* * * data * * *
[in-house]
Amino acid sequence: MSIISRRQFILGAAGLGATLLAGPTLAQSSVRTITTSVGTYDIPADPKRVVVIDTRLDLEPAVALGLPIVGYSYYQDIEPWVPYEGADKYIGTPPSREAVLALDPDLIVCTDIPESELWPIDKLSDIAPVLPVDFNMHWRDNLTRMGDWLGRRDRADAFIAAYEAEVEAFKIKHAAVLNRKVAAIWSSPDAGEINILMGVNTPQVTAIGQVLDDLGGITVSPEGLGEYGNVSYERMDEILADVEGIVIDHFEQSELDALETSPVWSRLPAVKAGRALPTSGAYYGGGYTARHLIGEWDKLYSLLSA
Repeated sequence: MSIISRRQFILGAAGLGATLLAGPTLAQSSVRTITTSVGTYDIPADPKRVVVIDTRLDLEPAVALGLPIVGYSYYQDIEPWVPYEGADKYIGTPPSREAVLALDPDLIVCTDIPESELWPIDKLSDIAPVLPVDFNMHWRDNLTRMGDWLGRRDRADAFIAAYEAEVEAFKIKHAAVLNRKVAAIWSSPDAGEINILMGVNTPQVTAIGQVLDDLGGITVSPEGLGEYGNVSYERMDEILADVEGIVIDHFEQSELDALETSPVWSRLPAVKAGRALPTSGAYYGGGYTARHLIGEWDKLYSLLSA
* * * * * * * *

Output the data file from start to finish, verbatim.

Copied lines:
[in-house]
Amino acid sequence: MSIISRRQFILGAAGLGATLLAGPTLAQSSVRTITTSVGTYDIPADPKRVVVIDTRLDLEPAVALGLPIVGYSYYQDIEPWVPYEGADKYIGTPPSREAVLALDPDLIVCTDIPESELWPIDKLSDIAPVLPVDFNMHWRDNLTRMGDWLGRRDRADAFIAAYEAEVEAFKIKHAAVLNRKVAAIWSSPDAGEINILMGVNTPQVTAIGQVLDDLGGITVSPEGLGEYGNVSYERMDEILADVEGIVIDHFEQSELDALETSPVWSRLPAVKAGRALPTSGAYYGGGYTARHLIGEWDKLYSLLSA
Repeated sequence: MSIISRRQFILGAAGLGATLLAGPTLAQSSVRTITTSVGTYDIPADPKRVVVIDTRLDLEPAVALGLPIVGYSYYQDIEPWVPYEGADKYIGTPPSREAVLALDPDLIVCTDIPESELWPIDKLSDIAPVLPVDFNMHWRDNLTRMGDWLGRRDRADAFIAAYEAEVEAFKIKHAAVLNRKVAAIWSSPDAGEINILMGVNTPQVTAIGQVLDDLGGITVSPEGLGEYGNVSYERMDEILADVEGIVIDHFEQSELDALETSPVWSRLPAVKAGRALPTSGAYYGGGYTARHLIGEWDKLYSLLSA